Jewish writer and concentration camp survivor, Primo Levi once wrote a book called “If This is A Man”. The title came from this poem:
You who live safe
In your warm houses,
You who find, returning in the evening,
Hot food and friendly faces:
Consider if this is a man
Who works in the mud
Who does not know peace
Who fights for a scrap of bread
Who dies because of a yes or a no.
Consider if this is a woman,
Without hair and without name
With no more strength to remember,
Her eyes empty and her womb cold
Like a frog in winter.
Meditate that this came about:
I commend these words to you.
Carve them in your hearts
At home, in the street,
Going to bed, rising;
Repeat them to your children,
Or may your house fall apart,
May illness impede you,
May your children turn their faces from you.
It is a heartbreaking poem, for it compares a free person with someone who is locked up in a concentration camp. The most powerful words in this piece are these: “meditate that these came about”.
Why am I writing about concentration camps and that archaic event called holocaust (which is being denied by a lot of people who disagree with Israel’s occupation of Palestine — holocaust did happen, my dears, which is not to say Palestinian occupation is a fiction, those two are not mutually exclusive; it is heartbreaking when victims close their eyes to the humanity of others) ?
The Philippine president once said that it’s okay to kill drug addicts and criminals because they are not humans. It is an outrageous thing to say; but which Filipinos (or at least the 16 million who voted for Duterte; note: there are currently over 100 million Filipinos) totally love.
They love the president, despite his bad mouth, shoddy accomplishments, crooked and squabbling deputies, and his very vocal support for violence to solve the country’s problems (number one of which is drugs — according to him, whether that is supported by facts is another matter).
Filipinos love him — the recent survey shows over 80% approves of his presidency.
They love him and his policies enough to wish other fellow Filipinos who disagree total ill will. For example, the social media is replete with Duterte supporters who will post statements that you deserve to be raped or killed or your family massacred if you point out how morally wrong the president’s pronouncements are.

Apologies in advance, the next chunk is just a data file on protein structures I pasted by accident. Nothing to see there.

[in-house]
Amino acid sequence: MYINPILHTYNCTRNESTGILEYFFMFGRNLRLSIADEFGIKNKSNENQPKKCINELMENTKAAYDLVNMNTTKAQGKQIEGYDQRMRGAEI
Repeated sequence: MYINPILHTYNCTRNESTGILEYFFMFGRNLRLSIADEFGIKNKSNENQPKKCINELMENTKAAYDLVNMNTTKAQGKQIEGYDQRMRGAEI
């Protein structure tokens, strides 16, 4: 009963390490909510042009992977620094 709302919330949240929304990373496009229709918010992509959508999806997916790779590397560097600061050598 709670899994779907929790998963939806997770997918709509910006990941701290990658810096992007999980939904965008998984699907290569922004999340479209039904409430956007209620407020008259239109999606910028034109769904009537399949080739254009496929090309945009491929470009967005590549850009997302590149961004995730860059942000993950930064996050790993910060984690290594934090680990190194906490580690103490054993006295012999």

Which brings me to the title of this post: If this a Filipino …
…. would I want to be one?
…. would I be proud to call a country that produces such people as my own?
…. would I want to go back?
What is frustrating, what makes me feel more sadness than anger towards fellow Filipinos who voted for Duterte is how willing they are to dig their own graves.
Talking to them is like talking to an addict who consciously knows that it is ingesting poison — i.e. Duterte supporters’ willingness to sacrifice innocent lives for this so-called war against drugs — when someone loses one’s moral fiber by supporting a policy that reduces innocent human lives to collateral damage, that is poison. (And please, they are aware that not all who are killed in OPLAN Tokhang are drug pushers, just like not all who were killed in the Marawi airstrikes were terrorists.)
Despite this, they are willing to ingest poison because the option of stopping (for them) would be more painful.
Oh well, I know I have the alternative of leaving the Philippines if (when?) it gets fucked up; a lot of the 16 million Filipinos won’t.
And that probably makes me sound unpatriotic but, fuck, I am beginning to disbelieve Jose Rizal and all those heroes that think our country is worth fighting for — 16 million Filipinos just showed that I am probably not one of them (insert sad emoji here).